1 People doing politics 1 People doing politics

Public officials

Council planner

The architect was asking for some significant changes to plans for a company headquarters which was to be built on a former school playing field. After some discussion, the Planning Officer suggested they proceed by informal consultation with councillors and others, rather than make a renewed application. Later that day, he had to address the failure of his office to process an application in good time, which involved talking to managers to work out the source of the problem, and calling the applicant to apologise and explain.

The administrator is a co-ordinator of effort in continuing activity.

Harold Lasswell, Psychopathology and Politics, 1930

In both instances, the ACPO had to draw on his knowledge of the technicalities of planning, but also of administrative procedure, of the political dynamics of the council, of the people and personalities involved in each case, and of what might count as a normal and appropriate way of resolving them. These are meshed together as he talks to those he’s engaged with, each interaction offering an account of what’s at stake both in his own eyes and in those of each meeting’s ‘nonpresent participants’. In this way, ‘Communicative acts are the atoms of the ideas that mobilize the flow of resources and the realization of rules’.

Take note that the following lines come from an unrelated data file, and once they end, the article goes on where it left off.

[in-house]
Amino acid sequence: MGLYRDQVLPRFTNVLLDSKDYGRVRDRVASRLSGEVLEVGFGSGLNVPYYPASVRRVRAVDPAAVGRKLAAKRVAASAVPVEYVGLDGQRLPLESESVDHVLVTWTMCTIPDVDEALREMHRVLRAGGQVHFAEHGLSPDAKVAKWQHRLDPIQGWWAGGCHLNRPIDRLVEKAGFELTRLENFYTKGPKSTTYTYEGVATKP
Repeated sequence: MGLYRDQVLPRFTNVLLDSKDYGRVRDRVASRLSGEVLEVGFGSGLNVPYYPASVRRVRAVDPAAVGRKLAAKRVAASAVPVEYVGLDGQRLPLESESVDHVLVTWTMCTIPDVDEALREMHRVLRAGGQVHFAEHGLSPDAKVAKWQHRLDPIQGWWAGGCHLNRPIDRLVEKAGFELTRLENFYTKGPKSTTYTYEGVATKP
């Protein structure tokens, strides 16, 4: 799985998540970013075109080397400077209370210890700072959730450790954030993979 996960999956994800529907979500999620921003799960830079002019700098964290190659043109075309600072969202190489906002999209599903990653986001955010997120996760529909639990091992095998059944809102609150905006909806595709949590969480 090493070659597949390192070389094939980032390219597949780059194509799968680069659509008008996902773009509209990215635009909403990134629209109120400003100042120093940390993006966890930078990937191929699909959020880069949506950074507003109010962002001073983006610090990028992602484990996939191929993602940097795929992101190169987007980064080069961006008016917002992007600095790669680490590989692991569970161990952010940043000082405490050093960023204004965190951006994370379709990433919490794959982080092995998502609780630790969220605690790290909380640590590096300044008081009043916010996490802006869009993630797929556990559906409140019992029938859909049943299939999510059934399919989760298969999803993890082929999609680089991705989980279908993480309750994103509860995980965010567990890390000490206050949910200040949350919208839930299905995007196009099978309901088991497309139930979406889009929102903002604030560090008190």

The planner’s work is to figure out ‘who gets what, when, how’, in Lasswell’s famous phrase; it is a form of governing. It consists in much more than designing, drafting, measuring, calculating and budgeting, for these technical and professional things have to be realised and sustained in a series of communicative political acts. In planning, in practice, ‘talk and argument matter’.

Immigration official

Judy works at Amsterdam’s Schiphol airport, in the Dutch Immigration and Naturalization Service. One day a group of 56 asylum seekers arrived from Slovenia, some of them having been refused entry to other European countries. According to the regulations, they could neither be admitted nor immediately returned, so the solution was to create temporary holding accommodation for them in terminal D.

That is something that you have to create out of nothing. In such cases you have to make agreements with Immigration lawyers, with the Immigration Office, with the police, with all parties involved. And you have to inform the people themselves of course. You need to arrange for translators who can tell those people what is going to happen.